Former president Barack Obama greets the crowd during a Democratic Congressional Campaign Committee rally in Anaheim, Calif. It was Obama's first campaign rally for the 2018 midterm elections. (Barbara Davidson/Getty Images)

Ethan Roeder was the director of data for Barack Obama’s 2008 and 2012 election campaigns and is the director of campaigns for Forward Majority.

Campaign funding in the United States far outpaces the rest of the world — and it is also badly skewed toward a sliver of races. This combination of too much money in too few contests translates to tens of millions of dollars wasted in every election. Regardless of your reason for donating to a campaign, whether you’re an individual with $20 to give or an institution moving $20 million, this is a monumentally inefficient investment strategy. There’s a better way.

Consider the Michigan House of Representatives, 110 members strong. Add up all the money raised by Democratic candidates in this chamber in 2016 (about $9 million) and compare it with the proportion that went just to the best-funded races. You’ll find that 50 percent of campaign funds went to the top 10 races. On the Republican side the numbers are similar, though somewhat less pronounced: 44 percent of Republican funding went to their top 10 candidates.

Michigan is not unusual. Investing whopping and disproportionate sums in only a handful of competitive races is the norm. Why?

Political investors, both individual and institutional, confuse the political value of a race with the electoral utility of additional dollars. Some races are, of course, very politically valuable — a competitive U.S. Senate seat, for instance, in a year when the balance of power is in play. But there is a limit to how much money a campaign can spend in a useful way.

In fact, a dirty secret in my industry is how difficult it is for a campaign bloated with too much cash to spend it. These are the campaigns that give us ninth and 10th rounds of paid phone calls and so much TV time that they could qualify as a miniseries. One campaign I worked on was so flush, we joked that we should project our logo onto the moon.

The fact is once all the basics of campaign engagement are fully paid for, additional dollars have virtually no chance of influencing the result.

Meanwhile, hundreds of exceptional but little-known candidates are attempting in vain to introduce themselves to voters. As a partisan, I believe investing in these undervalued races will yield better overall returns for the political party I support, and as a voter, I believe a more balanced political environment would be better for our democracy.

What I propose is investing in campaigns following the same framework that guides financial investors toward diversification: I call it the Modern Portfolio Theory for Campaigns. Like its financial counterpart, it spreads out investments to limit risk, is optimized for long-term rather than short-term results and, perhaps most revolutionary for politics, is more concerned with the performance of the overall portfolio than with any one component (i.e., a candidate).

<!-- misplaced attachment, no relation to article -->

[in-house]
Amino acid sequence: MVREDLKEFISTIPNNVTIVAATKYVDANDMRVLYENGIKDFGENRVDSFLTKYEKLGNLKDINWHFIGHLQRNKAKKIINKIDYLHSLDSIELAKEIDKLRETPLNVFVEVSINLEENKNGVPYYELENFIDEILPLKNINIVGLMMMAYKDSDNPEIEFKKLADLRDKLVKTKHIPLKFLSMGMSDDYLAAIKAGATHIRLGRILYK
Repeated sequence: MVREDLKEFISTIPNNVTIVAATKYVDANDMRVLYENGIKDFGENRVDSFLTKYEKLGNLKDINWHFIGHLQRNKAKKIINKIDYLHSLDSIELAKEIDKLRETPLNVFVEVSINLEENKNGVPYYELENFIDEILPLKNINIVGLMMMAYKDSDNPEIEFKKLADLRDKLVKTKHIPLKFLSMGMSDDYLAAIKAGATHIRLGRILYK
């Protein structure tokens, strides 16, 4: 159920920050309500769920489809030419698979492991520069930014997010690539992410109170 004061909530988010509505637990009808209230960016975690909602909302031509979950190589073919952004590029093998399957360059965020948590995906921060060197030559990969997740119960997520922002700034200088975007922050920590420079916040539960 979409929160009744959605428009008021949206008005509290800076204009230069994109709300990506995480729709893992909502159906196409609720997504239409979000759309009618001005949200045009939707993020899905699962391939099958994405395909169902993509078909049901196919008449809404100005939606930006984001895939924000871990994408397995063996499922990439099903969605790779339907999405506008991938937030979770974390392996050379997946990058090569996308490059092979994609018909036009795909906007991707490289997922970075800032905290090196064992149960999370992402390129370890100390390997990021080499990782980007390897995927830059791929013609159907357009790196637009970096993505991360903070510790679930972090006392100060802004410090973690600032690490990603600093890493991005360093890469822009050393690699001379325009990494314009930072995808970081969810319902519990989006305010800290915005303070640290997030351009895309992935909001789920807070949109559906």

Instead of placing a few extremely large bets, political investors using this theory would expand their portfolios to include undervalued races and only fund top-tier races to a reasonable level. While lesser-targeted races are riskier, your marginal investment goes much further in an undervalued race than an overvalued one. If one or two of these riskier bets should pay off, you will have achieved an enormous return for a modest investment. So you will have both increased the potential upside of your portfolio and reduced your overall risk profile.

In devising this strategy, I analyzed finance data from more than 10,000 state legislative races in 10 states spanning two decades. I found that the most well-funded 10 percent of races consistently received 35 percent or more of the total campaign funding for a given chamber. In the most extreme cases, this figure was as high as 78 percent. I also found that, overall, Democrats were more likely than Republicans to concentrate their investments in a small number of races.

Adopting a portfolio strategy can yield benefits in any year, especially when combined with capping investment in overvalued races, but it can be especially fruitful in election years marked by a strong partisan wave. Democrats were able to gain 31 seats in Congress in 2006 partly because of the willingness of the Democratic Congressional Campaign Committee to pump funds into deep-red districts, some of which hadn’t been competitive in 20 years. Republicans would not probably have been able to pick up nearly 700 state legislative seats and flip 19 chambers in 2010 without the coordinated investment in red, purple and blue states alike by the Koch brothers and their spending vehicle Americans for Prosperity.

The time is right for a new approach to funding campaigns. By adopting a portfolio approach, political investors can both improve outcomes and improve our democracy.